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Corralling Documents

February 25, 2008
by Brian Albright
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With the lines blurring between DMI and EMR software, how do CIOs know which solution is right for them?

Rebecca wettemann

Rebecca Wettemann

The transition to an EMR can be a complex and lengthy process, and most hospitals (even those that have deployed an EMR) have found themselves handling a mix of paper and electronic documents.

The Cleveland Clinic has an even larger document management challenge than most hospitals — the nationally known non-profit organization manages records on more than 5 million patients across 20 facilities (including nine community hospitals). In July 2006, the Clinic selected Westlake, Ohio-based Hyland Software's OnBase document management system to get a better handle on its records as it deployed Epic Systems’ (Verona, Wis.) EMR. Although the system is still not fully deployed, the Clinic is already seeing results.

David selman

David Selman

“When a patient comes in and you have those documents readily available, that provides a significant improvement in quality,” says Robert Juhasz, D.O., associate medical director at Cleveland Clinic. “Instead of searching for documents, the information is available right there on your computer, in a timely fashion.”

Document management and imaging (DMI) systems are considered a crucial part of the migration to an EMR, and can help a hospital better manage both its paper and electronic documents. “Many healthcare providers are looking to document and records management systems both to improve patient care and to improve their billing operations,” says Rebecca Wettemann, vice president of research at Wellesley, Mass.-based Nucleus Research.

DMI solutions vendors have responded by providing a wide range of capabilities, from basic document imaging and workflow management to electronic forms creation and electronic charting — blurring the lines between DMI and EMR. In some cases, hospitals are using electronic document management as a stepping stone to a full-blown EMR, while for smaller facilities the document management system essentially functions as the full electronic record.

ProMedica Health Systems, a nine-hospital organization in Toledo, Ohio, has deployed Cincinnati-based Streamline Health Solutions’ document management application across its facilities in combination with 3M Health Information System's (Murray, Utah) clinical data repository and a fully integrated PACS. “The combination of those three technologies satisfies a large portion of our physicians’ needs,” says ProMedica CIO David Selman. “The Streamline system is one of the key components of our overall technology strategy.”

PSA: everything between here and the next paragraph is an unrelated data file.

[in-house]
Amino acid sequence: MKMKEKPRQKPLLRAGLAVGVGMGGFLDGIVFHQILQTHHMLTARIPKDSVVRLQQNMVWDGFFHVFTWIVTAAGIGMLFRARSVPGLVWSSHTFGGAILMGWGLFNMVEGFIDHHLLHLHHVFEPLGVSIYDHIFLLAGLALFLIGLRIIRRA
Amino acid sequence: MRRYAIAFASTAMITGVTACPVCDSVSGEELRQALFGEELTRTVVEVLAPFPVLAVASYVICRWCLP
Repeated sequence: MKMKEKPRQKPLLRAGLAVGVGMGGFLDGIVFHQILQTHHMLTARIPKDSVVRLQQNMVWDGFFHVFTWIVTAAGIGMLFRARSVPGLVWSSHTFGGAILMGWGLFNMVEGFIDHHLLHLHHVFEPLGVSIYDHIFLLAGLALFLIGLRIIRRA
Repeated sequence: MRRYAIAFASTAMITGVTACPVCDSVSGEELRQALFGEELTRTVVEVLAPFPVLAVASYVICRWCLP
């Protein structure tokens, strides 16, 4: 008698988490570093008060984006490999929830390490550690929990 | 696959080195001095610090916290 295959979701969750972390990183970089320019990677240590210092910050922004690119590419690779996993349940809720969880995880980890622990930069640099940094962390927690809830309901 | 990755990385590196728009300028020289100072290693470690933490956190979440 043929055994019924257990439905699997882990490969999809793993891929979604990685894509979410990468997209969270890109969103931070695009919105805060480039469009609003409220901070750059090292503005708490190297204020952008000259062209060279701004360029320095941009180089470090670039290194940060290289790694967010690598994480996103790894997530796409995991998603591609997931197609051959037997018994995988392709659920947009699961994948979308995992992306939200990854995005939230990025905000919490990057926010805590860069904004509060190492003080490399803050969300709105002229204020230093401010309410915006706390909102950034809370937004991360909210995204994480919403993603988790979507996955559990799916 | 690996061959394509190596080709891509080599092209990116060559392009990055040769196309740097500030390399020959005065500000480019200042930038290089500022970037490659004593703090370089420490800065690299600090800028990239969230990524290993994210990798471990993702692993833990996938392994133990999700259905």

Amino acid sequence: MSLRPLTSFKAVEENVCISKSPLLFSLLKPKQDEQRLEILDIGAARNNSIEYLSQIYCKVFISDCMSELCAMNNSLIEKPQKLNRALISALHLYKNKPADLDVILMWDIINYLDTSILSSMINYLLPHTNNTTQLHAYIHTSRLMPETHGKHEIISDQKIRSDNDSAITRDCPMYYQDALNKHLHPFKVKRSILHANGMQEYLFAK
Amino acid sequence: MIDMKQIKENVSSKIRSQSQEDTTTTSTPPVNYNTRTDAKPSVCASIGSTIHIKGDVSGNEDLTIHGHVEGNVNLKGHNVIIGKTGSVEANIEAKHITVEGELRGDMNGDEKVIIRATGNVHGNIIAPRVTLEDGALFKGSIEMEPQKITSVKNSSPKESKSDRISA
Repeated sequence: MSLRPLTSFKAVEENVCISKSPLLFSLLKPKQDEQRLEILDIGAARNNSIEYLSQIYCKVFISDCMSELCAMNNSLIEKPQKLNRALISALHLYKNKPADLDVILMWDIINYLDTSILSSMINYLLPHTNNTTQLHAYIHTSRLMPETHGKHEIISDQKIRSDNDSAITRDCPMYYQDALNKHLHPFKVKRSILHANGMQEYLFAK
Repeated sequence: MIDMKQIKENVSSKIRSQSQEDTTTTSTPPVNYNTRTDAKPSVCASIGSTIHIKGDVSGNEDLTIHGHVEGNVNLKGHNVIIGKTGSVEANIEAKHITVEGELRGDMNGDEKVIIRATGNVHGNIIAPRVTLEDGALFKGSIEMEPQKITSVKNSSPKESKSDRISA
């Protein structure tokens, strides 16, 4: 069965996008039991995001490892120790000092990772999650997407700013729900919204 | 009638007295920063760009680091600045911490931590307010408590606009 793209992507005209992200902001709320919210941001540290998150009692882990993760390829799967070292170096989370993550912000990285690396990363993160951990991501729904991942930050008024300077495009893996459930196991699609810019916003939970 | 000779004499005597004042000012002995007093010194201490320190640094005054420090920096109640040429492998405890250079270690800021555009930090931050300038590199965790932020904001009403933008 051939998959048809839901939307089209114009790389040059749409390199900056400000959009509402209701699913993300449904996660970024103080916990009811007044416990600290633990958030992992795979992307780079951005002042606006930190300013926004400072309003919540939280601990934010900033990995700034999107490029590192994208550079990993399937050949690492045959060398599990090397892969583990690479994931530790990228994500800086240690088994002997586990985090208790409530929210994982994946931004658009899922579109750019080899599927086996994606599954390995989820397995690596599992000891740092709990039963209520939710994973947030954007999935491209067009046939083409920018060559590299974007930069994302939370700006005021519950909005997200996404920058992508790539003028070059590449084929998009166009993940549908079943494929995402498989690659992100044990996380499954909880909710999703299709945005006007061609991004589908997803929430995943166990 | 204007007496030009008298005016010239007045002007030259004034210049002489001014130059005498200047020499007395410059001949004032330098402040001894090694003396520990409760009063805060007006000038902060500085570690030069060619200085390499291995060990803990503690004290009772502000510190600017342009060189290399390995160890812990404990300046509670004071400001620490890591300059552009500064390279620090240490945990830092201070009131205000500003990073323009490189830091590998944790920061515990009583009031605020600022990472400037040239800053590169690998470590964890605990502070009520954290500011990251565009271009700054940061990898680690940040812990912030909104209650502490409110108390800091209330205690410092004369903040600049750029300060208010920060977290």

Selman is not alone in banking on the application. “The vendors have this vision of what document management can become, which is a key piece of the overall EMR,” says Jared Peterson, vice president of operations at KLAS, Orem, Utah. “They are becoming a key part of what the physician sees, and how the business office views the overall medical record.”

Analyzing and resolving the spend

A DMI system can be cost justified using a variety of factors, but the primary benefit is increased productivity for clinicians and HIM staff. “Physicians and hospital staff spend less time looking for information,” Wettemann says. “Patient care is improved, because you're able to route patients more quickly to the next appropriate step in their care.”

A robust DMI can speed the billing cycle, prevent loss of paperwork, improve the admissions process, increase the availability of documents, and reduce the cost of storing paper documents. A DMI can automatically route and process documents, saving time and labor in the HIM department, and speed fulfillment of release of information requests. By scanning and compiling documents electronically, hospitals are able to provide simultaneous access to patient records, so charts don't have be shuttled between departments.

“We actually had to adjust our productivity targets because the staff is so much more efficient now,” says Barbara Knight, director of health information at Sun Health in Sun City, Ariz. “Our analysis staff has doubled their expected productivity goals because of how quickly they can process a record.”

Jared peterson

Jared Peterson

Sun, which operates two acute care facilities and a rehab center, is using the ChartMaxx solution from MedPlus (Mason, Ohio) to automate its document management processes. The solution, which went live in October 2007, is integrated with the hospital's Affinity billing and registration system from QuadraMed (Reston, Va.).

Deploying a DMI system requires a hospital to examine both its internal processes and over arching document strategy. Providers should evaluate all paper-based processes, and develop a plan to ensure clinical staff will support the solution. “When a health system commits to doing this, it's committing to operational change,” Selman says.

Selman, as well as Dan Slates, director of IT at the Cleveland Clinic, both emphasize the importance of categorizing and standardizing document types across the enterprise, and properly indexing those documents within the DMI solution.

Dan slates


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